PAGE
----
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Being smarter, not just smaller

Posted on February 17, 2016 by admin

Over the last couple of decades, few things have changed the landscape for small businesses as much as the advent of huge megastores. Small businesses now need to get consumers to understand the importance and benefit of buying local; to recognise the ripple effect on the entire community that local purchases and local businesses have on the economy and what happens when those close.

Small, local businesses also need to get smarter. It is not just enough to complain about supersized stores, you have to beat them. While it’s difficult to survive in today’s retail environment, it’s not hopeless, and many small companies are managing to thrive. Here’s what the survivors are doing:

Specialise
Big stores aim at big markets; they can’t afford to market to and serve niche markets. You can. Identify a segment of the market with special needs and tailor your offerings and service for them.

Compete on your terms, not theirs
You won’t be the low-price leader; they will. So don’t try. Instead, clearly differentiate yourself from them. Make the experience of doing business with you as different as possible from going to a superstore. That means you’ll have to be more convenient, more service-oriented, more responsive.

Differentiate what you sell
Offer a mix of products and services that are clearly distinct from the big competitors. Make it hard for a shopper to find the exact same thing elsewhere.

Outsmart them
Big businesses move slowly; you can adapt to new trends and market developments more quickly. Stay abreast of industry and market trends and keep informed. You can’t just take care of day-to-day business; you have to plan a strategy for even the smallest company.

Use inexpensive marketing approaches
Big businesses have to spend a fortune on marketing. Keep your marketing costs low by using approaches such as trade shows, public relations, customer retention and referral programs.

Improve employee training
Megastores often provide better training — at least in sales techniques — to their workers. Small companies often neglect to train their workers adequately. Make sure they know the products and know how to interact positively with customers.

maximise your business's value

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Avoiding mortgage default

Posted on August 26, 2020 by admin

As individuals struggle with cash flow through the coronavirus, the Australian Bankers Association records that repayments on almost 500,000 mortgages have been deferred for six months. While repayments can be delayed, they cannot be avoided altogether.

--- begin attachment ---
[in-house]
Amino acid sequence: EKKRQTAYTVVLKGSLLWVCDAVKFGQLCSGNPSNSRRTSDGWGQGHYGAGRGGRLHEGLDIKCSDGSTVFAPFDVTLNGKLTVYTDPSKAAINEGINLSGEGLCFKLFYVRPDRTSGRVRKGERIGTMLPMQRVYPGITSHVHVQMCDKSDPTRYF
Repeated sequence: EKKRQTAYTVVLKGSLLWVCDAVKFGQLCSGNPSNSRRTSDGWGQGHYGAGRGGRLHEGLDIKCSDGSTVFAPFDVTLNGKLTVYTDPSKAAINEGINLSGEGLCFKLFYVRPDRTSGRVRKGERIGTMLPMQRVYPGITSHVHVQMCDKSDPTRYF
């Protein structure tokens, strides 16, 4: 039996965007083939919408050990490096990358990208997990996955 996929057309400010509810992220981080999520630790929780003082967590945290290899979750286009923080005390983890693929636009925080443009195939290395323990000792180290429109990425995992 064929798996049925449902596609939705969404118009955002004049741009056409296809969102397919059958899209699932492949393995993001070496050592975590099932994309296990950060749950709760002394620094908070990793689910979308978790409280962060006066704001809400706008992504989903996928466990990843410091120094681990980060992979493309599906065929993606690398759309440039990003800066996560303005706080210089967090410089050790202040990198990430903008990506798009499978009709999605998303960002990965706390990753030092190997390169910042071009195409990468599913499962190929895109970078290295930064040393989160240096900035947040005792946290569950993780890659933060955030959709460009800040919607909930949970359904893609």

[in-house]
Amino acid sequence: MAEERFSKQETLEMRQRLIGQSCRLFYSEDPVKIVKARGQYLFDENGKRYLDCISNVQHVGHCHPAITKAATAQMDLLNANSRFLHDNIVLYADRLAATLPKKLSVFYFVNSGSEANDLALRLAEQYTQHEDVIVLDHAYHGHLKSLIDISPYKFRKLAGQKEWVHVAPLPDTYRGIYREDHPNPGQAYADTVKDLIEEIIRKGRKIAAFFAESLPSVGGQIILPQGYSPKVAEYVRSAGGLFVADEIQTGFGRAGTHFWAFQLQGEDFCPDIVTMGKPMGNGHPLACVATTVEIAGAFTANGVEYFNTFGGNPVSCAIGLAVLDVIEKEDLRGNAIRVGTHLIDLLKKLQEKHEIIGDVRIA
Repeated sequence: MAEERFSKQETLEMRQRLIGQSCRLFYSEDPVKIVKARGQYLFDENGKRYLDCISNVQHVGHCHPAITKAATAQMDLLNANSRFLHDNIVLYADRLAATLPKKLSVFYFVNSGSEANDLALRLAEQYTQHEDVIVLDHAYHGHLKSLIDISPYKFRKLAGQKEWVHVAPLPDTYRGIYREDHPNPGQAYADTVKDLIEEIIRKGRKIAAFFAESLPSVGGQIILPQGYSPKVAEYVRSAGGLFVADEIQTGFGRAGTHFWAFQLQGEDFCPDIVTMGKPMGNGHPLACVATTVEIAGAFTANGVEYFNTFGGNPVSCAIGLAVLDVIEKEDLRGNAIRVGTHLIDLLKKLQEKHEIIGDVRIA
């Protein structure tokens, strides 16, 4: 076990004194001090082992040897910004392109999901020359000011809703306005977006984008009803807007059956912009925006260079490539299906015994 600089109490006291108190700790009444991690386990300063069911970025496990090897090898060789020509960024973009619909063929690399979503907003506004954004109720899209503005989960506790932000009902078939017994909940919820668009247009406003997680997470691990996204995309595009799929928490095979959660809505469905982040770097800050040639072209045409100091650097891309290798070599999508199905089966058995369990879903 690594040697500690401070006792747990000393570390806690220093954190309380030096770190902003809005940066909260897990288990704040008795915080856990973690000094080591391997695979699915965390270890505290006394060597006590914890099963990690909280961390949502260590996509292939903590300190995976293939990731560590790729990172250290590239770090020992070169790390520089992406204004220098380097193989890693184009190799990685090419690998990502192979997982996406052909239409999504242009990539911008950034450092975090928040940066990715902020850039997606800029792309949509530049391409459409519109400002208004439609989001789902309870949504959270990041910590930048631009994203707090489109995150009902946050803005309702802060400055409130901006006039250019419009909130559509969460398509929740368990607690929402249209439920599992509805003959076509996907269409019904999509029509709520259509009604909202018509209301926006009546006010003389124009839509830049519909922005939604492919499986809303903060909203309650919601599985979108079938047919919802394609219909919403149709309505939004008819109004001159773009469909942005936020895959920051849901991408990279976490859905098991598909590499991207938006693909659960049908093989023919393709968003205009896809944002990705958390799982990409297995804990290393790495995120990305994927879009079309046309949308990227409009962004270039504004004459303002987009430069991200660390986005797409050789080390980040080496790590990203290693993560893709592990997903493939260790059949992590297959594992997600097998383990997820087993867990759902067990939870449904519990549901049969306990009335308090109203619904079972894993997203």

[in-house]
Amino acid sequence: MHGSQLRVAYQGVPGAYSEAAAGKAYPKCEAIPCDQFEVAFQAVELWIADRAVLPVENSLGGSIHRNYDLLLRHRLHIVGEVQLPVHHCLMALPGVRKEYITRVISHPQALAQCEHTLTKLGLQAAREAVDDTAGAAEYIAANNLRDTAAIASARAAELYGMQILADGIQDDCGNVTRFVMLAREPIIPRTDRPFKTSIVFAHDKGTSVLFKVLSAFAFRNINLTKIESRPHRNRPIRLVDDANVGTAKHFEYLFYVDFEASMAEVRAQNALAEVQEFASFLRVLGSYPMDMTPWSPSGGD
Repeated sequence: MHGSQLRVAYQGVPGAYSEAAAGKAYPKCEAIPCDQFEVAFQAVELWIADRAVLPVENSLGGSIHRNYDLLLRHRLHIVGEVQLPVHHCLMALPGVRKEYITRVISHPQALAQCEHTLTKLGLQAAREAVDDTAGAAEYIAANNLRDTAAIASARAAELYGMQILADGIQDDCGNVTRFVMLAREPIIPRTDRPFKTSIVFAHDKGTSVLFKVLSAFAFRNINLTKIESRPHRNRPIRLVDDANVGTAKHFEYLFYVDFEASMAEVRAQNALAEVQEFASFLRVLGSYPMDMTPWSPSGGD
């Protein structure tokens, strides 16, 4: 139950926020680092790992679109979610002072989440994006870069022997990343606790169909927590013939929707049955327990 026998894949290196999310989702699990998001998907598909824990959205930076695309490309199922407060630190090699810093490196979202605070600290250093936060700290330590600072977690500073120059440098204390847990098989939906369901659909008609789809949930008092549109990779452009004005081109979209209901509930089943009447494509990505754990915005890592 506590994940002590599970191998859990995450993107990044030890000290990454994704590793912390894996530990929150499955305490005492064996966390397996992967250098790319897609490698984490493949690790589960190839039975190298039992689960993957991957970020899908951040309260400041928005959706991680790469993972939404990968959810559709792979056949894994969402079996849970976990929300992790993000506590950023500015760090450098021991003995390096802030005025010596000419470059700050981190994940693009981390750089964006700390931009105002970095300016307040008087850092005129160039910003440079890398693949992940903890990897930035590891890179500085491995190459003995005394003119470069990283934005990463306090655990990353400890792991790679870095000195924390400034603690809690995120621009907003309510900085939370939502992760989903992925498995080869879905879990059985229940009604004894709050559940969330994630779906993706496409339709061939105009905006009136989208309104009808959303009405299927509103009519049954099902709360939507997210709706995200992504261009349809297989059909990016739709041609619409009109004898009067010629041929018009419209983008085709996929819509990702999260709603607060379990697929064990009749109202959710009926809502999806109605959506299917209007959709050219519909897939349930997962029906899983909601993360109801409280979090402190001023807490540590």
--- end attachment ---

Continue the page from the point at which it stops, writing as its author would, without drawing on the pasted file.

Lenders can send you a default notice the day your repayment is overdue. However, they could also wait until your repayment is overdue by 90 or more days. When you receive a default notice, you are given 30 days to repay the amounts you have missed in addition to the regular repayment on your loan. Individuals who are struggling with their home loan repayments can avoid mortgage default by considering the following.

Contact your lender
Lenders are generally willing to work with you through financial hardship. Don’t be afraid to contact your lender to discuss your situation and find out what options are available for you. Lenders are often willing to negotiate short-term variations to repayment schedules that both parties can agree to. However, make sure that you do not agree to unrealistic repayment conditions that cannot be met.

Many Australian banks are offering a six-month deferral on mortgage repayments (including interest) for customers who are experiencing financial hardship as a result of COVID-19. If this is you, contact your bank to see if this is an option.

Apply for a hardship variation
Mortgage holders may be able to change the terms of their loan or temporarily pause or reduce their repayments under a hardship variation. A hardship variation can still be requested after you receive a mortgage default. To apply for one, contact your lender’s “hardship officer” and tell them that you wish to change your loan repayments due to financial hardship. This will usually require you to explain why you are struggling to make payments and to estimate how long your financial problems will continue to determine how much you can afford to repay.

After submitting a hardship variation request, your lender must contact you within 21 days with the outcome of your request. They may ask you for more details regarding your request; in this case, they must contact you again within 21 days from when you provide the additional information.

Consider selling your home
Selling your home is a tough decision, but in some cases this may be the better option if your circumstances are unlikely to improve. If you get to the point where your lender takes possession of your home and sells it, it’s likely that you won’t make as much as if you sold it yourself. When you sell your house on your own terms, chances are you will get a better price and avoid having to pay the legal fees passed on by your lender. Inform your lender if you decide to sell your home; they may ask for proof, such as a copy of the contract with your real estate agent or property advertisements.

Renting out your home until you can afford to make repayments again may also be an option if you are able to live somewhere else during this period.

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